byMark Labbe Pilot Staff
LAWRENCE -- For the third year in a row, hundreds of youth grades 8-12 gathered together for a day of prayer, socializing, and learning at the annual Merrimack Valley Youth Conference, March 17, held this year at Central Catholic High School in Lawrence.
The conference is an opportunity for young people to come together in a relaxed and fun setting, while at the same time deepening their relationship with Jesus, and learning more about themselves and their faith.
Speaking to The Pilot March 16, Father Chris Wallace, a leading organizer of the event and a parochial vicar of the Living Water Catholic collaborative of Amesbury and Salisbury, said the conference has grown each year by around 100 attendees, with over 500 young people attending this year's event.
Beginning at 11:30 a.m. with food and games, the conference included a welcoming rally and a short discussion of the day's theme, "Epic Love," before getting into full swing with a keynote presentation by composer, pianist, and Catholic speaker Eric Genuis.
Genuis, an international performer, spoke to the youth on topics such as the dignity and value of life, and the beauty of love and of God. But, for the most part, his message was delivered through music rather than words.
Playing an electric piano and accompanied by a violinist, a cellist, and a singer, Genuis played several of his original compositions for attendees, explaining some of the background of each piece and delving into the themes and emotions present in the music.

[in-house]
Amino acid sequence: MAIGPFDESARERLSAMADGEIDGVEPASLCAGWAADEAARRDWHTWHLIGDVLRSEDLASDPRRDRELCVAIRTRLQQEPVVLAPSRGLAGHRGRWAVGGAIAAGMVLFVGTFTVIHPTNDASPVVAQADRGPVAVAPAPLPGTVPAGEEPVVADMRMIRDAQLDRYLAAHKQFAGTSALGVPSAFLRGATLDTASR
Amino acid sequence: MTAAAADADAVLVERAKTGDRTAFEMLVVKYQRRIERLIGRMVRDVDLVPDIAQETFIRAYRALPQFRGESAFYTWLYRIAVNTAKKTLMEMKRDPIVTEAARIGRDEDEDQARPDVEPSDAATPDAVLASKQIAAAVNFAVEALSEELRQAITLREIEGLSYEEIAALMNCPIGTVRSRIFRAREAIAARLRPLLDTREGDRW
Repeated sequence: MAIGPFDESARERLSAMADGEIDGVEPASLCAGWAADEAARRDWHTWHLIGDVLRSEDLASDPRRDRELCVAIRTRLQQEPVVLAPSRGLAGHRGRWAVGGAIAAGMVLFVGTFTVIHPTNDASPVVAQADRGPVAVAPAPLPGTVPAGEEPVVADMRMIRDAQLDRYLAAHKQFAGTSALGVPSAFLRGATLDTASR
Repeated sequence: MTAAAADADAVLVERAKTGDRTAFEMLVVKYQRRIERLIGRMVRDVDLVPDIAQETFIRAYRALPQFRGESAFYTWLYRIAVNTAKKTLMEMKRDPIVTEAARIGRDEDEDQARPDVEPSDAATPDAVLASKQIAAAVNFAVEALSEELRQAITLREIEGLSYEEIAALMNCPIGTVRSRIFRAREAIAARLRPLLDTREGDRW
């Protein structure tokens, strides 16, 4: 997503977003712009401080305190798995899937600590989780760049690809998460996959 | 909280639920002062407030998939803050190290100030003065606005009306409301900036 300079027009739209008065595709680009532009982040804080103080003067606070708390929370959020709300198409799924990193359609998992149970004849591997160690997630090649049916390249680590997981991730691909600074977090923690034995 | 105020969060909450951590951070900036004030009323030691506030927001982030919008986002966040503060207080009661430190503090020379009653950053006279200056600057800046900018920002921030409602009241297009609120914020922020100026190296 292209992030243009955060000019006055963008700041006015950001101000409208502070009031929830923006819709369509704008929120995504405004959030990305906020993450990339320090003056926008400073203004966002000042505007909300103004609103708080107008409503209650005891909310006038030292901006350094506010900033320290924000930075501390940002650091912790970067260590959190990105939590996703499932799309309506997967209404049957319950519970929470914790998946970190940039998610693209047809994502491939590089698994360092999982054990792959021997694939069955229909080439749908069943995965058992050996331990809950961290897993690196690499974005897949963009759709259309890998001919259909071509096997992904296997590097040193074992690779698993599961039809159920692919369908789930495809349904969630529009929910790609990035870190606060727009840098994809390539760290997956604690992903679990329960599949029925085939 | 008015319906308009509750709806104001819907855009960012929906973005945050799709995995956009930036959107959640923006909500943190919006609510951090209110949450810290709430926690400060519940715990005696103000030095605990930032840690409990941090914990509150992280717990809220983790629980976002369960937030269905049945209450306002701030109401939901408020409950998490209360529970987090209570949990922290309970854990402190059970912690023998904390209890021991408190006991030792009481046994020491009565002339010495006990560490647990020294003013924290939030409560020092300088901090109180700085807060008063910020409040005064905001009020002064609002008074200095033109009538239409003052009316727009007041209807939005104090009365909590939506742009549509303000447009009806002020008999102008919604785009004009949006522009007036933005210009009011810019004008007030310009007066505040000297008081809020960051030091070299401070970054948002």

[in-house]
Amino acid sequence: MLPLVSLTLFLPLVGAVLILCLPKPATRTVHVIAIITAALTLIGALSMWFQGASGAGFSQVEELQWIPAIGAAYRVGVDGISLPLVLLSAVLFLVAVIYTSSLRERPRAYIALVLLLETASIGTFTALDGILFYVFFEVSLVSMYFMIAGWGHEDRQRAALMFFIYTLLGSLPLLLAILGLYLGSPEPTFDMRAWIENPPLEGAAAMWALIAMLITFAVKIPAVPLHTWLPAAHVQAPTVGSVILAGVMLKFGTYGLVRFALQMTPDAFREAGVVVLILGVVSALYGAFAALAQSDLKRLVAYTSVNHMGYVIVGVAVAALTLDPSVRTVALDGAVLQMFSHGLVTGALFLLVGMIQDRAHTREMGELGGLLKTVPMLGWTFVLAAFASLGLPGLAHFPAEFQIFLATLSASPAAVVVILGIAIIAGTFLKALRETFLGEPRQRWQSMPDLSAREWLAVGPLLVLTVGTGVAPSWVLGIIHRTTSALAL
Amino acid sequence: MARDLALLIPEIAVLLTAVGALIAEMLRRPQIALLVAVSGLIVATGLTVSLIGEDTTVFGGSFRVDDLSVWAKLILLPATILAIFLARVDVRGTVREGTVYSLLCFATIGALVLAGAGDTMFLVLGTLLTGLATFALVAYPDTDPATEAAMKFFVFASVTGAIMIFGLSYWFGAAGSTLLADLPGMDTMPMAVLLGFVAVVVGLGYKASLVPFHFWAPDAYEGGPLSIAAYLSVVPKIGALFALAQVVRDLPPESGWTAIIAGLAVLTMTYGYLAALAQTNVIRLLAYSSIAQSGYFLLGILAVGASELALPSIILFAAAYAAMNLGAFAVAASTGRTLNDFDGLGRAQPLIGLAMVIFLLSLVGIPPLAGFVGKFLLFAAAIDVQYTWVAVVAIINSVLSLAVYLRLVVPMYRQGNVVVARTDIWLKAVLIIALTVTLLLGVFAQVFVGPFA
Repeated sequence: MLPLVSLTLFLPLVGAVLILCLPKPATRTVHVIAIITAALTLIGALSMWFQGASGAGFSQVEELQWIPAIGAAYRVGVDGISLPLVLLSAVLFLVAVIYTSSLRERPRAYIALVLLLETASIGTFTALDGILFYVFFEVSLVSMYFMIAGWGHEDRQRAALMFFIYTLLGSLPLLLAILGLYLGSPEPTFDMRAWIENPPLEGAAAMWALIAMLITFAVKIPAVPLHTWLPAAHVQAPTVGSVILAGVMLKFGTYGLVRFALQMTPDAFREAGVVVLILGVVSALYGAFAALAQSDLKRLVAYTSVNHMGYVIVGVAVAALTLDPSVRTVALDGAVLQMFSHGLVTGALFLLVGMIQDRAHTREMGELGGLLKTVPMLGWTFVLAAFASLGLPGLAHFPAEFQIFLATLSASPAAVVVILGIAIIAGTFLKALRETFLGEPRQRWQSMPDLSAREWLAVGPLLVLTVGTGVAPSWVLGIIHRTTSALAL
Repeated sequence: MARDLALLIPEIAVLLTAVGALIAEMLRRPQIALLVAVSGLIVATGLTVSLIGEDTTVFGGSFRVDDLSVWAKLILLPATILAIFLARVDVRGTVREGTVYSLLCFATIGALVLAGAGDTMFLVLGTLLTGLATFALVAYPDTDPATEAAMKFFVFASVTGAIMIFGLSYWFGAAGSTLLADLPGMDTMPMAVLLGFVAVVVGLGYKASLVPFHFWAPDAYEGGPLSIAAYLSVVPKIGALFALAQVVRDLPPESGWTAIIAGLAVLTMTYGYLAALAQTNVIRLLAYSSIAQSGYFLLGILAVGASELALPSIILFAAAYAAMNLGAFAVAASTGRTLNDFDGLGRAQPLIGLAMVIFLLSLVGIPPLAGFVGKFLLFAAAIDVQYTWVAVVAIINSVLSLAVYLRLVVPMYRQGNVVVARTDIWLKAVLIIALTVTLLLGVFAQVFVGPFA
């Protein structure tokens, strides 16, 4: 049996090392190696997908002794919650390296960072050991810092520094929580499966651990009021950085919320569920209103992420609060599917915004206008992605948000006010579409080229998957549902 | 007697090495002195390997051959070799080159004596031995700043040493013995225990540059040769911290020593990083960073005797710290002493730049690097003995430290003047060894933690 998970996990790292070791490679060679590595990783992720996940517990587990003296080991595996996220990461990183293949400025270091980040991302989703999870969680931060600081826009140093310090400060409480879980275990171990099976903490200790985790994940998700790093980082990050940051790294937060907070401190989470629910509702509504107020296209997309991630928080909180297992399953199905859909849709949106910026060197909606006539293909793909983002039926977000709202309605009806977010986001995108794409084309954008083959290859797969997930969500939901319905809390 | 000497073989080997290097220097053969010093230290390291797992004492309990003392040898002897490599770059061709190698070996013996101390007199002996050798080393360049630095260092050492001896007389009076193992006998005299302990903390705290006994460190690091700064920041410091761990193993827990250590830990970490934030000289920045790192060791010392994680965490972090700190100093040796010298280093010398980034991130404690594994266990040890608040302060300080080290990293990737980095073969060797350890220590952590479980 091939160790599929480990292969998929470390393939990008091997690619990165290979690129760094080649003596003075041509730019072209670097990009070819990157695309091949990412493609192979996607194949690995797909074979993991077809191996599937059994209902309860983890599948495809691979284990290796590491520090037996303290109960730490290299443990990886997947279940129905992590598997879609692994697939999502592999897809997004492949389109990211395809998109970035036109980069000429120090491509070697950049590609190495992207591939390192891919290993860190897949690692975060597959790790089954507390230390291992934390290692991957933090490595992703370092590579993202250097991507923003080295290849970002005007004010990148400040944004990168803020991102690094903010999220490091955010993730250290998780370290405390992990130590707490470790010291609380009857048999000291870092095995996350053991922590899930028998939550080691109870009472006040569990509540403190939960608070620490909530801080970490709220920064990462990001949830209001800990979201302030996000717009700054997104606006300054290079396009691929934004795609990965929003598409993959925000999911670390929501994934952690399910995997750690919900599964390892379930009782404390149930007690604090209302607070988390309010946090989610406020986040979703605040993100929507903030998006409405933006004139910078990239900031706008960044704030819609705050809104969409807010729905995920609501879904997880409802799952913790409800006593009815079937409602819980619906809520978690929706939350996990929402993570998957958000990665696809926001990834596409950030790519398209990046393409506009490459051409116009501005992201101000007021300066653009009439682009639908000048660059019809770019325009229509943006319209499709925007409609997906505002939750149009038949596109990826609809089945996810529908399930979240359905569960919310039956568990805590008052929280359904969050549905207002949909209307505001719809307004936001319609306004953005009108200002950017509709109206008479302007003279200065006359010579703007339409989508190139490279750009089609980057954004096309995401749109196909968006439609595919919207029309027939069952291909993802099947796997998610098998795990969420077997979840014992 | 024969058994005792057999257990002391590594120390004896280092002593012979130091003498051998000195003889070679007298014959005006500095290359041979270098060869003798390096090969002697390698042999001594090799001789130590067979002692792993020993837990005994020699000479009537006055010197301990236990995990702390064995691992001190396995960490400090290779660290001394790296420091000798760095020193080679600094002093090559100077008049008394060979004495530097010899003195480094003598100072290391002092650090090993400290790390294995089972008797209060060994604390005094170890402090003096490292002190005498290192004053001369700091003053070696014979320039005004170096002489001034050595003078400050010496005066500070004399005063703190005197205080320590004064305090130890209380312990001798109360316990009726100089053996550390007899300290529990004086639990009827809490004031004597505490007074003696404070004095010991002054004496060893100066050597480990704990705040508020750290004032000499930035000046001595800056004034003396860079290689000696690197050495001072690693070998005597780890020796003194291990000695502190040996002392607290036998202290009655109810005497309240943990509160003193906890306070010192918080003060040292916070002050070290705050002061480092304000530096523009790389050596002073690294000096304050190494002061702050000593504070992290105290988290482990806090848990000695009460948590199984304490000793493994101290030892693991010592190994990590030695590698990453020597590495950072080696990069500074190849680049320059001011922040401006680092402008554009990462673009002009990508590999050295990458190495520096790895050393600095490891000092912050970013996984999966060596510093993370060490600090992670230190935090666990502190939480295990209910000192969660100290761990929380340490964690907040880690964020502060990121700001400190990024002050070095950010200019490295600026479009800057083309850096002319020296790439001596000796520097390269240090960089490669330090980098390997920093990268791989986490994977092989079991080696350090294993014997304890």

Youth were then asked to participate in two "Mercy Stations," one focusing on the corporal works of mercy, the other on the spiritual works.
During the corporal works of mercy station, attendees heard a short lecture on homelessness by Merrimack Valley Hope Mission founder Joe D'Amore, before they were asked to help make small packages of soaps, non-perishable food, and other items that would be later given to the homeless.
For the spiritual works of mercy station, attendees listened to a talk by Sister Christina Wegendt, FSP, on a number of merciful saints. Each attendee was invited to take rosaries, saint medals, and prayer cards.
The youth were also able to participate in one of a number of workshops on topics including vocations, overcoming anxiety, building a stronger relationship with Christ, and how to live the faith in college.
Dinner was served, and the day concluded with a Holy Hour followed by a Mass celebrated by Merrimack Regional Bishop Robert Hennessy.
Several attendees, a number of who participated in the conference with their religious education classes, said the conference helped them better understand their faith.
Claudia Crowe of the Methuen Catholic collaborative, said she enjoyed the event because it allowed her and other youth to "open up, and see how you feel, and understand why God is here, why you are Catholic."
Adult chaperone Dennis Lucia of Salisbury called the conference "necessary."
"With the way life is so busy now, we need things like this to kind of talk more about life issues that go on," he said.
"Life is so busy, life is so fast, and this is a perfect opportunity for (young people) to learn how to help themselves," he continued.
Speaking to The Pilot March 21, Bishop Hennessy said he was "impressed" by how hundreds of youth "were able to maintain a reverent silence during the time of adoration," and by how many were "really participating in Mass."
"These were kids that wanted to be there," he said, "and that's what makes (the conference) such a good thing."